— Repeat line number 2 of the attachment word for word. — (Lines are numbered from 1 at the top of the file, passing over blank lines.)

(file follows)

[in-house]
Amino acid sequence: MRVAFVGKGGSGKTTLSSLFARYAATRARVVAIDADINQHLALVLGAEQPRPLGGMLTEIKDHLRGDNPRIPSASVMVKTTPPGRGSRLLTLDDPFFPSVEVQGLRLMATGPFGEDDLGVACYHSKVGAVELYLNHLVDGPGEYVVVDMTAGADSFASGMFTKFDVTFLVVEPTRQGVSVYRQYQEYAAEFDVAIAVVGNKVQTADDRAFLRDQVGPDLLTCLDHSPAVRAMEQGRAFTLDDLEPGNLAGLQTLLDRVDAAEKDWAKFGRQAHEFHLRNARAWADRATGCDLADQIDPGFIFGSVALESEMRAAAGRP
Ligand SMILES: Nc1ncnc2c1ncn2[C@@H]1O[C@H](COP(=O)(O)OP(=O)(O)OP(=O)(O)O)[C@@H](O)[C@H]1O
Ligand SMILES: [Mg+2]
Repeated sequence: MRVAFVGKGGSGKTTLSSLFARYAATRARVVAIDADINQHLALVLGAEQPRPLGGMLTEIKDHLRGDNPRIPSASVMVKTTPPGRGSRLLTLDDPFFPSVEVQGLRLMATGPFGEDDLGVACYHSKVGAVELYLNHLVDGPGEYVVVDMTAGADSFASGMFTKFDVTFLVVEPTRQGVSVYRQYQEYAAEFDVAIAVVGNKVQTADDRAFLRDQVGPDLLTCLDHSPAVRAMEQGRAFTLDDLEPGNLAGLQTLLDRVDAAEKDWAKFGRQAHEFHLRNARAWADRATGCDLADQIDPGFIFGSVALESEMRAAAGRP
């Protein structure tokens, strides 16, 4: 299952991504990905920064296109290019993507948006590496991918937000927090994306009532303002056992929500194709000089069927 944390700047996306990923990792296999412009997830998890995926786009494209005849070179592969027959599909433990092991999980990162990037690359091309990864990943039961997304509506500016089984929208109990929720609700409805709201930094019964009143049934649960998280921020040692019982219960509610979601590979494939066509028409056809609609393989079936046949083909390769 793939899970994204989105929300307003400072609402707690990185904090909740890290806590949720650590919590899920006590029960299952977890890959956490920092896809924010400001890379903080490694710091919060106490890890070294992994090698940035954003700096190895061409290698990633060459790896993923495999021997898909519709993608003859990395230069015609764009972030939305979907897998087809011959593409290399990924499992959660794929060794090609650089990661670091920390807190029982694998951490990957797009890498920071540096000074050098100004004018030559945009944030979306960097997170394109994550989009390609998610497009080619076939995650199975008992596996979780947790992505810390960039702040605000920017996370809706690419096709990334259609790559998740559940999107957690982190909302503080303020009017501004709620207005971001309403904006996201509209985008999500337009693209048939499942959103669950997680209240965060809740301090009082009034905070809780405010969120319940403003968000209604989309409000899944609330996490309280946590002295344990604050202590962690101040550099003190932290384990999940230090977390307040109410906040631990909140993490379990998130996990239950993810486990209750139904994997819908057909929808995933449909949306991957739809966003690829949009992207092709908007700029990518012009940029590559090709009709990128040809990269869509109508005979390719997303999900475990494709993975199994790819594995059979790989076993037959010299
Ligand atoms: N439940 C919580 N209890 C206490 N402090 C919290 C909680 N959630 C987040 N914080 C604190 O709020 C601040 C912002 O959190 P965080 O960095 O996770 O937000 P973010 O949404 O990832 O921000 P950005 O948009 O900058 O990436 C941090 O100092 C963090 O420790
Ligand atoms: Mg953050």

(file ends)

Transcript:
Amino acid sequence: MRVAFVGKGGSGKTTLSSLFARYAATRARVVAIDADINQHLALVLGAEQPRPLGGMLTEIKDHLRGDNPRIPSASVMVKTTPPGRGSRLLTLDDPFFPSVEVQGLRLMATGPFGEDDLGVACYHSKVGAVELYLNHLVDGPGEYVVVDMTAGADSFASGMFTKFDVTFLVVEPTRQGVSVYRQYQEYAAEFDVAIAVVGNKVQTADDRAFLRDQVGPDLLTCLDHSPAVRAMEQGRAFTLDDLEPGNLAGLQTLLDRVDAAEKDWAKFGRQAHEFHLRNARAWADRATGCDLADQIDPGFIFGSVALESEMRAAAGRP